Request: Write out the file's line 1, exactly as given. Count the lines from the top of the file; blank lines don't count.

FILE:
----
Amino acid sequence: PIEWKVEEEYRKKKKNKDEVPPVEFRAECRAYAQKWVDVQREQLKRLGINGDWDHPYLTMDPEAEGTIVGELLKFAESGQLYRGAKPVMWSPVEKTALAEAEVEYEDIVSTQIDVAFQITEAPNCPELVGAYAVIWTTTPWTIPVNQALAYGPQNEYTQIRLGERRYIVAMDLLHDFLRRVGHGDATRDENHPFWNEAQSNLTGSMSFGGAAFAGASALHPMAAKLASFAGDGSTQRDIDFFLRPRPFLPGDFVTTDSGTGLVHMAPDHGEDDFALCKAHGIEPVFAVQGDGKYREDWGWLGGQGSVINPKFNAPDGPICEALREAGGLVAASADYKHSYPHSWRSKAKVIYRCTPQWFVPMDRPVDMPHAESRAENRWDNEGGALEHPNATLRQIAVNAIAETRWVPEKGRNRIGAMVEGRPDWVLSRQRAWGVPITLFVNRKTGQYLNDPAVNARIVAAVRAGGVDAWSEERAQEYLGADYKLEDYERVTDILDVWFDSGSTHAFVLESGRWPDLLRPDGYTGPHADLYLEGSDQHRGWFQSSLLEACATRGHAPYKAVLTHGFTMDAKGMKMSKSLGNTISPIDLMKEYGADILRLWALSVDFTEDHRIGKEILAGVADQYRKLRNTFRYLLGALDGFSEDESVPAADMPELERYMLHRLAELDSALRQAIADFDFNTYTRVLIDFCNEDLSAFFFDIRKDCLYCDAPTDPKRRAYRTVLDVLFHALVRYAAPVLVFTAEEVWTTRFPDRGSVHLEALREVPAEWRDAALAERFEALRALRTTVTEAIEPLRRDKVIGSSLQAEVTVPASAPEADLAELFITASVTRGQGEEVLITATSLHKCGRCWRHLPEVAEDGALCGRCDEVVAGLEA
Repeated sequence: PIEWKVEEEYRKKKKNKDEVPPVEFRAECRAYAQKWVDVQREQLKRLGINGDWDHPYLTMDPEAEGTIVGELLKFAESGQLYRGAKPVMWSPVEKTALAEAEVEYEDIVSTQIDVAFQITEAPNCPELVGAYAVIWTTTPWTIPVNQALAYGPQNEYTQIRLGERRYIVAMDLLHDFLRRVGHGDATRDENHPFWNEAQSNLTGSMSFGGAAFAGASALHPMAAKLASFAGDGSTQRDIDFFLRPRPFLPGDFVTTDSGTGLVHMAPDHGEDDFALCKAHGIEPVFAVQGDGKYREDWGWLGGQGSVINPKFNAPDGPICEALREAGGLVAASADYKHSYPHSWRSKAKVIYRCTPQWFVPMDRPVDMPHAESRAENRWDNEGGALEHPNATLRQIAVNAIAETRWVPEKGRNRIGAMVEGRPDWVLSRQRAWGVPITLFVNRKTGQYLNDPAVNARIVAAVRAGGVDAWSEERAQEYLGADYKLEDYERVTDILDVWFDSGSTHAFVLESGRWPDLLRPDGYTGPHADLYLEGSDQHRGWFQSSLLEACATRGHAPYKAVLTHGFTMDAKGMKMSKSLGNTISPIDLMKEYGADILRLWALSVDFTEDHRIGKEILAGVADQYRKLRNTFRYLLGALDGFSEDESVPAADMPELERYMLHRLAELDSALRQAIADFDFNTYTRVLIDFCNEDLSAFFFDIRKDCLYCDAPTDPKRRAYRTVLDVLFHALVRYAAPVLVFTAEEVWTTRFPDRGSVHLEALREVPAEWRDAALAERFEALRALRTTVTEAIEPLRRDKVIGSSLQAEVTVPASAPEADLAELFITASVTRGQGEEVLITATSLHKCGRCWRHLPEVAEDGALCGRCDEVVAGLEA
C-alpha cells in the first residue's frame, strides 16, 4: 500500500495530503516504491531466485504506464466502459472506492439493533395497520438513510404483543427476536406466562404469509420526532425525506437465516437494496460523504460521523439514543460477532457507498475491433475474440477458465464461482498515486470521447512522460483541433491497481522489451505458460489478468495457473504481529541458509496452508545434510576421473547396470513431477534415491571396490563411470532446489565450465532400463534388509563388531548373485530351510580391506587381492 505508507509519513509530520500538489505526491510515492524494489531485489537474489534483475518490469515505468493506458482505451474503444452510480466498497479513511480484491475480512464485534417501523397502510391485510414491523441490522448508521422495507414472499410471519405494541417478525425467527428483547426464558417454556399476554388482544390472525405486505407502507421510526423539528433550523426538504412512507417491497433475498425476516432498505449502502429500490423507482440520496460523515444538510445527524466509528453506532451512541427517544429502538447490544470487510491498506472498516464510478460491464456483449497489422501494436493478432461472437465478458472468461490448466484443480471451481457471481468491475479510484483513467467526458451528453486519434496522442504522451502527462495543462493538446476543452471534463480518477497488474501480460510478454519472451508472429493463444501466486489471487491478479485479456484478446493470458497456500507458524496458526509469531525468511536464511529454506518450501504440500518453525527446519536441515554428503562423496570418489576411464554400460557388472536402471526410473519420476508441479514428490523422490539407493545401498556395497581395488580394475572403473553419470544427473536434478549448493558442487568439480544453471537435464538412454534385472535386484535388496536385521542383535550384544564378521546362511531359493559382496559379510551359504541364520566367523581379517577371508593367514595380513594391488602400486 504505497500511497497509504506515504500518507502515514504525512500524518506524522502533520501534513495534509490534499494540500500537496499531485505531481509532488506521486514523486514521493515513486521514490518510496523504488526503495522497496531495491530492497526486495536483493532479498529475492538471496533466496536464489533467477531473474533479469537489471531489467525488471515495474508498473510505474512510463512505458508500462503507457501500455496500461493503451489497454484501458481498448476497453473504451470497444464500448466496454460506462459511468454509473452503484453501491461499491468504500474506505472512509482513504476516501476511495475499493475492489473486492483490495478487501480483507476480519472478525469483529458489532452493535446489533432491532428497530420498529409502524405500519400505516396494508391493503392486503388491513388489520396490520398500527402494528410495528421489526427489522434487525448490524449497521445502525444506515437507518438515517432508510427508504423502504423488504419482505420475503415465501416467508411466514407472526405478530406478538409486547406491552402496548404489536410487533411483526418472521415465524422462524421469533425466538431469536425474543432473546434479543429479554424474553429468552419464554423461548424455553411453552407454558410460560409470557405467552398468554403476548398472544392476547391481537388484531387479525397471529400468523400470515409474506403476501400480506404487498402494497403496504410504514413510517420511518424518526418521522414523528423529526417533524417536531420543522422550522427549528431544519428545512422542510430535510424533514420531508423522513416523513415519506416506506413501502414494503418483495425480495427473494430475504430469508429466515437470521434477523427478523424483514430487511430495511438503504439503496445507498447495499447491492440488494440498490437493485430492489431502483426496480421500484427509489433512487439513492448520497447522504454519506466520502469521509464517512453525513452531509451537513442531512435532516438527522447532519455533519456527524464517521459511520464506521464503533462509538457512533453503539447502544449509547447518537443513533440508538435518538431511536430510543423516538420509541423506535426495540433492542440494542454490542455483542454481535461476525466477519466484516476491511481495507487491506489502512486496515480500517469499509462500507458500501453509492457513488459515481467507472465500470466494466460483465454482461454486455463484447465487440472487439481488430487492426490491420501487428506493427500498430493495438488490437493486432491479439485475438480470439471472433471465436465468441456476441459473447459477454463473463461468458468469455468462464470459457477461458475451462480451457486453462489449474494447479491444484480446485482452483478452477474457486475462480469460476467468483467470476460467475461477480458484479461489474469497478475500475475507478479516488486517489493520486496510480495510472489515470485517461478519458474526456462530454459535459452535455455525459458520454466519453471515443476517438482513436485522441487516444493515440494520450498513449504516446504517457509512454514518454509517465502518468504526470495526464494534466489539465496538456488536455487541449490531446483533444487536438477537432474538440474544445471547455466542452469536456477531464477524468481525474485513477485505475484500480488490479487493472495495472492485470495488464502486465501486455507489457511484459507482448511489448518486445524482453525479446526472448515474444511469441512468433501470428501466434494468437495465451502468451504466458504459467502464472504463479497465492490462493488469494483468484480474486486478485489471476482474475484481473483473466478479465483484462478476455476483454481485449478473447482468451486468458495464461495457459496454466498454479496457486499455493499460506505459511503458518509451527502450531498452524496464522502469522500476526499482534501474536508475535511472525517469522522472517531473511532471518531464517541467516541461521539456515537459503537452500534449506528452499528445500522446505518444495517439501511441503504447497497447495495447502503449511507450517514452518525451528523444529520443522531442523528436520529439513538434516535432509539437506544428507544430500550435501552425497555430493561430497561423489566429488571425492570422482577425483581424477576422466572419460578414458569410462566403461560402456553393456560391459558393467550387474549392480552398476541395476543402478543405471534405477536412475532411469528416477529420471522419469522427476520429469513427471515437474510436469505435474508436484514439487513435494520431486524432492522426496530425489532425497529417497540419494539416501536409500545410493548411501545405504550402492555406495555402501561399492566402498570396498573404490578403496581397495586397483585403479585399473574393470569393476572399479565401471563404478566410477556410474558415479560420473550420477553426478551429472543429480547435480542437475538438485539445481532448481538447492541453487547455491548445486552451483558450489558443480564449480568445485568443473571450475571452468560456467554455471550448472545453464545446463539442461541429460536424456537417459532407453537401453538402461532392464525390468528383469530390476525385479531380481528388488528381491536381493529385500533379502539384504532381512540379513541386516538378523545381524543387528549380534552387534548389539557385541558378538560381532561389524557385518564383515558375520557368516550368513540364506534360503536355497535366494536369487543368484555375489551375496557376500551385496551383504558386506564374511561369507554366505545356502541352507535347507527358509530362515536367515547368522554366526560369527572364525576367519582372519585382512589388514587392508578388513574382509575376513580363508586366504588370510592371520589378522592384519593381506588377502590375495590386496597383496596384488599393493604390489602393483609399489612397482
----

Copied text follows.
Amino acid sequence: PIEWKVEEEYRKKKKNKDEVPPVEFRAECRAYAQKWVDVQREQLKRLGINGDWDHPYLTMDPEAEGTIVGELLKFAESGQLYRGAKPVMWSPVEKTALAEAEVEYEDIVSTQIDVAFQITEAPNCPELVGAYAVIWTTTPWTIPVNQALAYGPQNEYTQIRLGERRYIVAMDLLHDFLRRVGHGDATRDENHPFWNEAQSNLTGSMSFGGAAFAGASALHPMAAKLASFAGDGSTQRDIDFFLRPRPFLPGDFVTTDSGTGLVHMAPDHGEDDFALCKAHGIEPVFAVQGDGKYREDWGWLGGQGSVINPKFNAPDGPICEALREAGGLVAASADYKHSYPHSWRSKAKVIYRCTPQWFVPMDRPVDMPHAESRAENRWDNEGGALEHPNATLRQIAVNAIAETRWVPEKGRNRIGAMVEGRPDWVLSRQRAWGVPITLFVNRKTGQYLNDPAVNARIVAAVRAGGVDAWSEERAQEYLGADYKLEDYERVTDILDVWFDSGSTHAFVLESGRWPDLLRPDGYTGPHADLYLEGSDQHRGWFQSSLLEACATRGHAPYKAVLTHGFTMDAKGMKMSKSLGNTISPIDLMKEYGADILRLWALSVDFTEDHRIGKEILAGVADQYRKLRNTFRYLLGALDGFSEDESVPAADMPELERYMLHRLAELDSALRQAIADFDFNTYTRVLIDFCNEDLSAFFFDIRKDCLYCDAPTDPKRRAYRTVLDVLFHALVRYAAPVLVFTAEEVWTTRFPDRGSVHLEALREVPAEWRDAALAERFEALRALRTTVTEAIEPLRRDKVIGSSLQAEVTVPASAPEADLAELFITASVTRGQGEEVLITATSLHKCGRCWRHLPEVAEDGALCGRCDEVVAGLEA